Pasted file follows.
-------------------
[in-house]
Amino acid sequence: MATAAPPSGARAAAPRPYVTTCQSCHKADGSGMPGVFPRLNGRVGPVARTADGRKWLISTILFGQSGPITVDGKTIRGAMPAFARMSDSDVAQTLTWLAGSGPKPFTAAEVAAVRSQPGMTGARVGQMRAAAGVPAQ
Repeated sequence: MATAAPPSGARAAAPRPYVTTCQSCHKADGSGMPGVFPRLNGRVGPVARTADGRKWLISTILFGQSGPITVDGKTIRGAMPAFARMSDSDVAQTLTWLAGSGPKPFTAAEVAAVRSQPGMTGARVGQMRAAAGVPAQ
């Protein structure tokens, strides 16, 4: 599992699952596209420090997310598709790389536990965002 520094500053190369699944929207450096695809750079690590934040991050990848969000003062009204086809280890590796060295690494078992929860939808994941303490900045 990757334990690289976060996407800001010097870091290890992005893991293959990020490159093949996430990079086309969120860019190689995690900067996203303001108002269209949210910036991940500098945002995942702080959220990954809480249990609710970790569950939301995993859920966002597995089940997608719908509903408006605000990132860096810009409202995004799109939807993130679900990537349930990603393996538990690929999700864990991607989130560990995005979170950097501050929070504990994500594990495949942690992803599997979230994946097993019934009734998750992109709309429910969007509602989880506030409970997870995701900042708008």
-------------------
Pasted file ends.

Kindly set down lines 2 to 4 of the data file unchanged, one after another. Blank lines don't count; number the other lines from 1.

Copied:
Amino acid sequence: MATAAPPSGARAAAPRPYVTTCQSCHKADGSGMPGVFPRLNGRVGPVARTADGRKWLISTILFGQSGPITVDGKTIRGAMPAFARMSDSDVAQTLTWLAGSGPKPFTAAEVAAVRSQPGMTGARVGQMRAAAGVPAQ
Repeated sequence: MATAAPPSGARAAAPRPYVTTCQSCHKADGSGMPGVFPRLNGRVGPVARTADGRKWLISTILFGQSGPITVDGKTIRGAMPAFARMSDSDVAQTLTWLAGSGPKPFTAAEVAAVRSQPGMTGARVGQMRAAAGVPAQ
């Protein structure tokens, strides 16, 4: 599992699952596209420090997310598709790389536990965002 520094500053190369699944929207450096695809750079690590934040991050990848969000003062009204086809280890590796060295690494078992929860939808994941303490900045 990757334990690289976060996407800001010097870091290890992005893991293959990020490159093949996430990079086309969120860019190689995690900067996203303001108002269209949210910036991940500098945002995942702080959220990954809480249990609710970790569950939301995993859920966002597995089940997608719908509903408006605000990132860096810009409202995004799109939807993130679900990537349930990603393996538990690929999700864990991607989130560990995005979170950097501050929070504990994500594990495949942690992803599997979230994946097993019934009734998750992109709309429910969007509602989880506030409970997870995701900042708008």